Multi-Grammy Award winning troubadour Rodney Crowell is set to release Close Ties on March 31st via New West Records. The 10-song set is his first album in over three years and follows The Traveling Kind, his acclaimed collection of duets with longtime collaborator Emmylou Harris. Co-produced by Jordan Lehning and Kim Buie, the album features a duet with Sheryl Crow on the haunting “I’m Tied To Ya,” and “It Ain’t Over Yet,” a vocal collaboration with his ex-wife Rosanne Cash and John Paul White. Rolling Stone Country previously premiered the video for “It Ain’t Over Yet,” which also features legendary harmonica player Mickey Raphael in addition to Rosanne Cash and John Paul White, and can be seen Here. They state, “The evocative lyrics call to mind the two-tone, punked-out cover image of Cash’s 1985 LP Rhythm and Romance, which preceded Crowell’s mainstream country breakthrough of five consecutive Number One hits from 1988’s Diamonds & Dirt and the subsequent collapse of the couple’s marriage.” Paste Magazine also premiered the new video for the single “Nashville 1972” which can be seen Here. The video was directed by Reid Long on 16mm black-and-white film and includes archival and modern images depicting the Nashville Crowell arrived in over 40 years ago and the Nashville he currently lives. It’s lyrics lovingly namecheck Guy & Susanna Clark, Townes Van Zandt, Willie Nelson, Tom T. Hall, Steve Earle and more. While speaking about the song to Paste, Crowell stated, “You learn that writing is work, and all of us young guys in those formative years figured out that you just slept during the day and stayed up all night, at first in pursuit of girls and then in pursuit of the perfect song.” He continued, “With the poor man’s salons where we hung out, sitting around drinking and sharing songs, when you were working you’d be trying to come up with something that you could be proud of when it was your turn to play one.” CMT.com premiered the album opener “East Houston Blues,” calling the song “a jumping acoustic number that authentically captures the working class neighbourhood that shaped Crowell as a kid growing up in Houston’s Third Ward.” They continued, “The lyrics in ‘East Houston Blues’ don’t shy away from the poverty and petty crime that plagued the area at the time. It was the kind of place that if you’re born into that environment, it was hard to escape.” Read more and hear the song Here. Close Ties will be available on compact disc, LP, and is now available for pre-order Here.
Close Ties both demonstrates Crowell’s strengths as a songwriter and illustrates how he has learned to balance personal recollection, literary sophistication, and his profound musical reach. It’s at once his most intimate record and his most accessible, the product of years of understanding the ways songs can enter – and be entered by – life. Close Ties is a loose concept record that ranges from songs about Crowell’s childhood in Texas (the aforementioned “East Houston Blues”) to songs about arriving in Nashville as a young songwriter (“Nashville 1972”) to songs about friends (the anguished “Life Without Susanna”) and lovers lost (“Forgive Me, Annabelle”). It is a roots record, in the sense that Crowell himself has deep roots that stretch back into the alternative country scene of the early seventies that included Guy Clark, Townes Van Zandt, Steve Earle, and more. But it defies easy classification. Is it country? Is it a singer-songwriter record? “I have declared my loyalty to Americana. It’s a hard category for people to get their heads around, or at least the terminology is. But all the people who represent it – Townes Van Zandt, Guy Clark, Lucinda Williams, Steve Earle and more recent stars like John Paul White and Jason Isbell – share a common thread, and that thread is poet. Whether they are actual poets or their music exemplifies a poetic sensibility, generally speaking, the Americana artist shuns commercial compromise in favor of a singular vision. Which resonates with me.” One trait of a poet and the concept behind Close Ties involved the careful handling of memory. “A few years ago I made a record called The Houston Kid that triggered Chinaberry Sidewalks (Crowell’s 2011 memoir),” he says. “Those memory muscles are pretty strong in me. They have a natural pull. And so many of these songs use those memories as raw material.”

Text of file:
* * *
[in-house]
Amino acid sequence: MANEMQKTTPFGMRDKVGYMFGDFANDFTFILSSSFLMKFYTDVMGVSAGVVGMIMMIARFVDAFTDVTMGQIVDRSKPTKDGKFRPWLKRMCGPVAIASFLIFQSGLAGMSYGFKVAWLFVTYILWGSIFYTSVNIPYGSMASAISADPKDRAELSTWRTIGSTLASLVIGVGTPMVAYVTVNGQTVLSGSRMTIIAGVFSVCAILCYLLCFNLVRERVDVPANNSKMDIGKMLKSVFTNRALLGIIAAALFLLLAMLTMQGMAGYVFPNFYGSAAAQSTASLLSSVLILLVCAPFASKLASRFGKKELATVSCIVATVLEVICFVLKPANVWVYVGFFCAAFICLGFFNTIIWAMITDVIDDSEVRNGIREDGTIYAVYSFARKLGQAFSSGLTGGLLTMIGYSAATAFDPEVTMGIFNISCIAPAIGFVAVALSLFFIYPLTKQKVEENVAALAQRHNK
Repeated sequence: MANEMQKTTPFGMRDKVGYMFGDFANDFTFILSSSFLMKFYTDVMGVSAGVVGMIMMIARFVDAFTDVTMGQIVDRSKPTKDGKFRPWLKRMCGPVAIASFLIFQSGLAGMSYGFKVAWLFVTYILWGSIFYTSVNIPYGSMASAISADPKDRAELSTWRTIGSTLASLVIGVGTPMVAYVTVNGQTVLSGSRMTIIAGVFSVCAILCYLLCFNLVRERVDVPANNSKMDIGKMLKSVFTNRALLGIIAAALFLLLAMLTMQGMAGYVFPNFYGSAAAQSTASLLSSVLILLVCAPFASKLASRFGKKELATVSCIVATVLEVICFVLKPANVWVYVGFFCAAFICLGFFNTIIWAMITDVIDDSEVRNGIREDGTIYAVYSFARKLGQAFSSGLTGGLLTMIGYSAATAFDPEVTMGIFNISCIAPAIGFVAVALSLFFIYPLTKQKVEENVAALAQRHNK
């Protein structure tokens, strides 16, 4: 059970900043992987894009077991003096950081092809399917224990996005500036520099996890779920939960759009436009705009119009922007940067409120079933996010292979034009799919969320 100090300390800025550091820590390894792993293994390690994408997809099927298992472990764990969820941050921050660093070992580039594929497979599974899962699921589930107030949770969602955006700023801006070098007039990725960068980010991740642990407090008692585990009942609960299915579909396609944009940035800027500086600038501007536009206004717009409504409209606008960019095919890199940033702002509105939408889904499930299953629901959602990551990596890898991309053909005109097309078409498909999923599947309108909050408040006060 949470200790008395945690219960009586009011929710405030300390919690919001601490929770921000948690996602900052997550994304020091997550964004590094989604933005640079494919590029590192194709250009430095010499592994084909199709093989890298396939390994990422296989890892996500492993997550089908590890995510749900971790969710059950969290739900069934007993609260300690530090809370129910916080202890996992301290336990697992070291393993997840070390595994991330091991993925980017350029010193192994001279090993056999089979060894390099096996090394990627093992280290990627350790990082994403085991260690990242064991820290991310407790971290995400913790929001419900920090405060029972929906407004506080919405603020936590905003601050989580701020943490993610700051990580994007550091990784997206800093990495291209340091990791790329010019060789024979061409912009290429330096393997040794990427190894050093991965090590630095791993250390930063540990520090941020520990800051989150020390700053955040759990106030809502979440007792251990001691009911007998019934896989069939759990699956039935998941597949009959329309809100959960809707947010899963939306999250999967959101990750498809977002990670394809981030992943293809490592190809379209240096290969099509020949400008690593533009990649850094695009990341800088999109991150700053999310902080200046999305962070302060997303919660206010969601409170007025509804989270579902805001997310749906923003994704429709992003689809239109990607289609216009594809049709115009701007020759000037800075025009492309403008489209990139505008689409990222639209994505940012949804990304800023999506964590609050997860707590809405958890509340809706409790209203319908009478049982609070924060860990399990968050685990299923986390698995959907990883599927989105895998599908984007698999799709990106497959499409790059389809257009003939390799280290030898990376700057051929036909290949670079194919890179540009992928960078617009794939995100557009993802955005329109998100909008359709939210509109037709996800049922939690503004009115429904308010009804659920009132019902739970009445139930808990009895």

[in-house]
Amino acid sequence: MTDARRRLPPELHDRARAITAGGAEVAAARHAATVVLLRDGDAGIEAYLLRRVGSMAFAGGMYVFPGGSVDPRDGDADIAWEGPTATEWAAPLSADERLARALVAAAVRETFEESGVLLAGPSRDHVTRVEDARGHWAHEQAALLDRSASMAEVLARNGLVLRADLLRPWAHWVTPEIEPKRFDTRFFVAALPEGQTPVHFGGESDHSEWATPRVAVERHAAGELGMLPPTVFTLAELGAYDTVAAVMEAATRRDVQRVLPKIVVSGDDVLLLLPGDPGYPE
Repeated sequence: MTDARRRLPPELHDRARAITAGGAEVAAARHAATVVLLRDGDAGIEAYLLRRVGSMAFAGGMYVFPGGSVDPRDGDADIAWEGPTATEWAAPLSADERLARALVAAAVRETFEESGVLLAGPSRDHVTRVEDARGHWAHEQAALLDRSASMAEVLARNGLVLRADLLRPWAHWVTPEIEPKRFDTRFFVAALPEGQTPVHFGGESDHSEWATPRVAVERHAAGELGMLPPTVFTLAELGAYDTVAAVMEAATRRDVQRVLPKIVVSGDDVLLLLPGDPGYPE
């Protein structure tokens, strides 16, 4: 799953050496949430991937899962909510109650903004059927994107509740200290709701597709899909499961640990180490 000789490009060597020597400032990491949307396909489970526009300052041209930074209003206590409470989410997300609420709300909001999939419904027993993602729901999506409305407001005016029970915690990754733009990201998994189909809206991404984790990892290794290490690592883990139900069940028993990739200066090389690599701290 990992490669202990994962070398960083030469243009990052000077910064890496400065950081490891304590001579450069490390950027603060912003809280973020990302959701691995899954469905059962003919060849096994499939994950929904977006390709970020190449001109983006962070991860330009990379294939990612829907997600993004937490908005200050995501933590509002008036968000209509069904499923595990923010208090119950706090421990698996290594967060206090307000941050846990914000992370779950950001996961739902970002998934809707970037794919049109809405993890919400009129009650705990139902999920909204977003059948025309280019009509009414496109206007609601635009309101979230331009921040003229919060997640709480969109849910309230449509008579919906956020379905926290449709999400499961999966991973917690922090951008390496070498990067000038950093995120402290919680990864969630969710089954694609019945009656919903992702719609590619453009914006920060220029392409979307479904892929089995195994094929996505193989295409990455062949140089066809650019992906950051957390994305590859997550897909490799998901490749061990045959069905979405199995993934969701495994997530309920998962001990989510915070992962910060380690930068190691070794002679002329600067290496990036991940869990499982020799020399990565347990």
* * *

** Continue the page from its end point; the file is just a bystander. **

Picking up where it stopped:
Fifty years after Crowell first started playing as a teen in Houston garage bands, he has moved into elder-statesman territory, and continues to extend the path carved out by the top-tier songwriters who preceded him. His songs have been recorded by country legends (Johnny Cash, Waylon Jennings, Willie Nelson, George Strait), to current country chart toppers (Tim McGraw, Keith Urban) to blues icons (Etta James) to rock and roll legends (Van Morrison, Bob Seger). He is a Grammy award winner, a member of the Nashville Songwriters Hall of Fame, recipient of the 2009 Lifetime Achievement Award for Songwriting from the Americana Music Association, and the author of his autobiography, the stunning Chinaberry Sidewalks.